The next morning we were on the road again first thing with me leading the way in the Old Man. My brother-in-law’s reasoning was that if the big truck broke down it would be better if there was someone behind me. As the miles slipped by and the hours piled up into the day and I was taken farther away from the home I had known for the last sixteen years and some of the most profound experiences of my life, the memories of where I’ve been and what I’ve done curled up like smoke around me bringing sounds, scents and feelings . . . the dogs, the trails, the rhythm of the race, the burning contrast of exertion and cold, the breathing of my team hanging in the night, the joy of family visiting my northern world, that great lake I saw every day with it’s beautiful, fickle nature, how impressive it was when not just I, but we won races, those whisper quiet moments in a winter wonderland, the day a pair of wolves played hide and seek with me around the big truck on a snowy road . . .
All of this and more swirled inside me as the Old Man powered his way southward along I-35. Although he could easily maintain those highway speeds, he was never a fast truck. He was always more strong and tough, the kind of truck that would just get the job done without any complaint, without any need of attention. He made several trips back and forth to Kansas, getting me to presentations to schools, took me and my dogs to numerous races, clawed his way through deep, fresh snow with the soles of his tires, hauled massive amounts of firewood and was always there, willing to get me to where I needed to go. And again on this day, mile after mile, the Old Man kept his head down, his brawny fenders hunched forward, the pistons in his heart pumping hard, determined and so steady. Like some of the sled dogs who helped take me to championships, there’s no quit in this old truck, at least not yet. I can’t explain how I knew, but he wasn’t going to be breaking down on this day.
We got into the little town of Iola early Saturday night and I saw my mother briefly the next two days at the hospital. Her condition had improved enough that the doctor was ready to release her, as long as she was going to a nursing home with physical therapy services. During those two days when Mom was doing so much better, my sisters and I managed to pick what we thought would be the best choice in a nursing home and I made arrangements to ride with the van that would pick her up from the hospital and transport her so that she would have a familiar face close by.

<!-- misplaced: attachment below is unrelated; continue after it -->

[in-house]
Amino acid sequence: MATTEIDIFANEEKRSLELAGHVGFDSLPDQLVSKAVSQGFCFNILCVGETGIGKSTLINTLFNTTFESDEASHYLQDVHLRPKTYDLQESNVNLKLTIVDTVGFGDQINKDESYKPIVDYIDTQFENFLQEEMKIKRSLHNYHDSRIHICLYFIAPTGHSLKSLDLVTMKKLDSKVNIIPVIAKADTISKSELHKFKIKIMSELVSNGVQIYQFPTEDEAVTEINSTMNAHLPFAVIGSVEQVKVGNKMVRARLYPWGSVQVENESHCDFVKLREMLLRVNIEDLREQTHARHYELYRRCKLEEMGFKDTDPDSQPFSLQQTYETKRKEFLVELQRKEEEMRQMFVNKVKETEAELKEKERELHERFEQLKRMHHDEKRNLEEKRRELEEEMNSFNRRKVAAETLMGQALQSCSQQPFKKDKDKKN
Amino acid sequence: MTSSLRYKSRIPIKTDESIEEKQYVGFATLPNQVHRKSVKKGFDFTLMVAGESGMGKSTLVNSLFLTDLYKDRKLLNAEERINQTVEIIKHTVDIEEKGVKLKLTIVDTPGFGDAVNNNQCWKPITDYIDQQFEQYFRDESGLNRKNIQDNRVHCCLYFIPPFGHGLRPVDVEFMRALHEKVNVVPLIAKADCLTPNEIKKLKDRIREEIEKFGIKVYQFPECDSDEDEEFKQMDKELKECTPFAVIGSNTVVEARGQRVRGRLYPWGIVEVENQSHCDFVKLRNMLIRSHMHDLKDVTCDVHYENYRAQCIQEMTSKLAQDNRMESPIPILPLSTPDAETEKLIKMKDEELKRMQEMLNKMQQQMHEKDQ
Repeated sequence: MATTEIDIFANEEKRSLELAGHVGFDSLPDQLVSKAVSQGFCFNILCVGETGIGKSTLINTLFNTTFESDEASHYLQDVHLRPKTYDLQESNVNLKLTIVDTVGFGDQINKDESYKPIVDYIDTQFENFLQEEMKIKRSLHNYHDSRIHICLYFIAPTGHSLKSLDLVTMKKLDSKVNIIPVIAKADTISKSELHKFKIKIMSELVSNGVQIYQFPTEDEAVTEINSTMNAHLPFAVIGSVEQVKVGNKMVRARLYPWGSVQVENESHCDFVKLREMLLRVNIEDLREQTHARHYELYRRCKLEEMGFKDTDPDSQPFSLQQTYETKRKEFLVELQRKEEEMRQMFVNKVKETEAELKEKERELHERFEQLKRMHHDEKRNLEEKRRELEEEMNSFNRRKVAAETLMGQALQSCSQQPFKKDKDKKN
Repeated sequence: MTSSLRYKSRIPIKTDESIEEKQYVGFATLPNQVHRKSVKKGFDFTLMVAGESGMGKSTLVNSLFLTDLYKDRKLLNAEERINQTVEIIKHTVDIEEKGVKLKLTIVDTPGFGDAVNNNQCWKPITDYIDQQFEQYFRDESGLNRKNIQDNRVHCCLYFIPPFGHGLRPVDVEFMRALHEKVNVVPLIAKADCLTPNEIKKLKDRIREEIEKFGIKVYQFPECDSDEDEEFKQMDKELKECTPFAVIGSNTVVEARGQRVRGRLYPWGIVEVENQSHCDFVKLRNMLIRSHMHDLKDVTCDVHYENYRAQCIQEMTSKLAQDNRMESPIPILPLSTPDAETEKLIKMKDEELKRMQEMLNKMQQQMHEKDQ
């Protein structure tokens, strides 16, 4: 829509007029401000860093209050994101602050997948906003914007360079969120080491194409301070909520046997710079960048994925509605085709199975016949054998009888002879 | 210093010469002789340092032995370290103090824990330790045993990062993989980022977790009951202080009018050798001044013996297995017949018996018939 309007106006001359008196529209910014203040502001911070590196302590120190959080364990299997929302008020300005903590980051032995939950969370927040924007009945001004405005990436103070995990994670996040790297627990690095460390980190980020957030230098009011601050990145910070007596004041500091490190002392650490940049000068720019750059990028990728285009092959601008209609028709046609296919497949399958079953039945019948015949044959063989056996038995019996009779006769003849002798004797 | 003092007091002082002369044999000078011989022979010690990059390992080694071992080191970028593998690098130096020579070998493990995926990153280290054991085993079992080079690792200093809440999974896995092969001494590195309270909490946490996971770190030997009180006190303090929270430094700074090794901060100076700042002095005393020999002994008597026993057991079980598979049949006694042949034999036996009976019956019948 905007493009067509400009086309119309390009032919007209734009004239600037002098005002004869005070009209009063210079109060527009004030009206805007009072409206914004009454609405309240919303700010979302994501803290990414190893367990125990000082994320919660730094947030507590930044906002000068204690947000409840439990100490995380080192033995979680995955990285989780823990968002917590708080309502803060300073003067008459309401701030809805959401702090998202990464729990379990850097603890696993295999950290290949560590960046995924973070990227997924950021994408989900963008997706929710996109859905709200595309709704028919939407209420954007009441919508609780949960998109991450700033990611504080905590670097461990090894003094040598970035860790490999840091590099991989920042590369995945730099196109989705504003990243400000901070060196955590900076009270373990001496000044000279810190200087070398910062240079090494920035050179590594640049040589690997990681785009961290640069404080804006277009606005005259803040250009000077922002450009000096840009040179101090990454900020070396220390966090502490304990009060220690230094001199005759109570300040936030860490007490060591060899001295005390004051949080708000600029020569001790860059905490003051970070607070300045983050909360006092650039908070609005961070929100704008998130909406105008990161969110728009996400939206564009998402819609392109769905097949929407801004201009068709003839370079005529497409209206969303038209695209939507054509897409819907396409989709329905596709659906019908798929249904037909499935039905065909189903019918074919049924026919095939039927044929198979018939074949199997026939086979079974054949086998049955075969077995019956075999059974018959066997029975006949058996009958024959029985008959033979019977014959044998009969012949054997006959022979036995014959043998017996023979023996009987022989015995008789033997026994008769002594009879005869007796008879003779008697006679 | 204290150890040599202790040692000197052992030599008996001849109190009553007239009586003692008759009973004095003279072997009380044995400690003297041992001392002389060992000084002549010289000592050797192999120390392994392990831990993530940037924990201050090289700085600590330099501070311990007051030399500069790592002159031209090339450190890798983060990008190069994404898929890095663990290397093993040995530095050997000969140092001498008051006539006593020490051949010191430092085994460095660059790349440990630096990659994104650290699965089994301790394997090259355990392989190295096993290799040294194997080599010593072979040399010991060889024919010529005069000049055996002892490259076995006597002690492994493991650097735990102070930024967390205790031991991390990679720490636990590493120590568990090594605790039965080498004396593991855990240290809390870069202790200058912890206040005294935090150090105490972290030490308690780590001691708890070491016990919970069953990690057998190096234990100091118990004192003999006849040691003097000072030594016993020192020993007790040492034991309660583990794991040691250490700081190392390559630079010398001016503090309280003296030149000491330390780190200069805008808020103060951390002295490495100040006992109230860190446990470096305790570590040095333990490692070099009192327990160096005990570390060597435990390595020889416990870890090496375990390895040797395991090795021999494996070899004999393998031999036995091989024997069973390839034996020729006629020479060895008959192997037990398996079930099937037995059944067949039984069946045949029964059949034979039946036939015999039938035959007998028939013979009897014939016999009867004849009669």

That third day back in Kansas didn’t turn out the way I thought it would. My mother didn’t make it out of the hospital. During the night she had developed an internal infection. She was in pain, she was disoriented and I was helpless to do anything other than be there. After all my sisters had been through with Mom and without me, it was my time to step up and I elected to spend the night at the hospital. Leaving my mother at this time didn’t seem to be an option. A little before 10:30 that night I stood by her bedside as she quietly slipped away. She had said just days before that she was ready to give up and she wished I would get there. I hadn’t thought that maybe she had simply been waiting, even as I watched the life fade from her eyes. To have been away for so long, to have covered the hours, the miles in such a hard push and then to have had so short a time with her might have seemed completely unfair. My heart said it was unfair. My head and reasoning allowed that it was her time to rest. Without a hint of uncertainty I can say that I had a good mother and whether I win or fail throughout my life, I know how fortunate I am to have been loved by someone like her.
I doubt anyone believes a truck has a soul. It doesn’t feel, it doesn’t think, but at times during that long drive and others I would lay my hand on the dash and whisper, “Atta boy. You’re doing good. You’re a good ole truck.” I don’t know if he can hear me, can feel my admiration and know that I think highly of him. He won’t worry about a lack of attention, won’t complain about not being driven. At some point, probably in the near future, someone will buy him to be used for who-knows-what, or I’ll drop him off at a dealership as part of a trade and he will almost certainly end up in a junkyard. It sounds so sad, but that’s what happens to old, tired vehicles. Someday he’ll need to rest too. I wonder if he knows how happy my mother was to see me during her last days, how important it was that he helped get me back in time. I wonder if he really knows what a good truck he is. Maybe what could be his soul comes from somewhere deeper. All I know for sure, is that he’s a good old man.

Monday, October 5, 2009

Alley Shoot Behind The Scenes

I managed to get some behind the scenes shots this time around. Maybe one of these days I may have some videos to share.

Oh how glamorous a model's life is. Model Bree and makeup artist Jodi getting the makeup on.

Bree getting just a bit higher up the stairs than the light stand can handle. Julie makes sure things don't go toppling over.

The reason some models go blind. I never will know exactly what happened here, except that Julie was getting ready to make an adjustment to Bree's outfit and I hit the shutter button without considering where the flash was.

Jodi staying warm and helping me fine tune the lighting.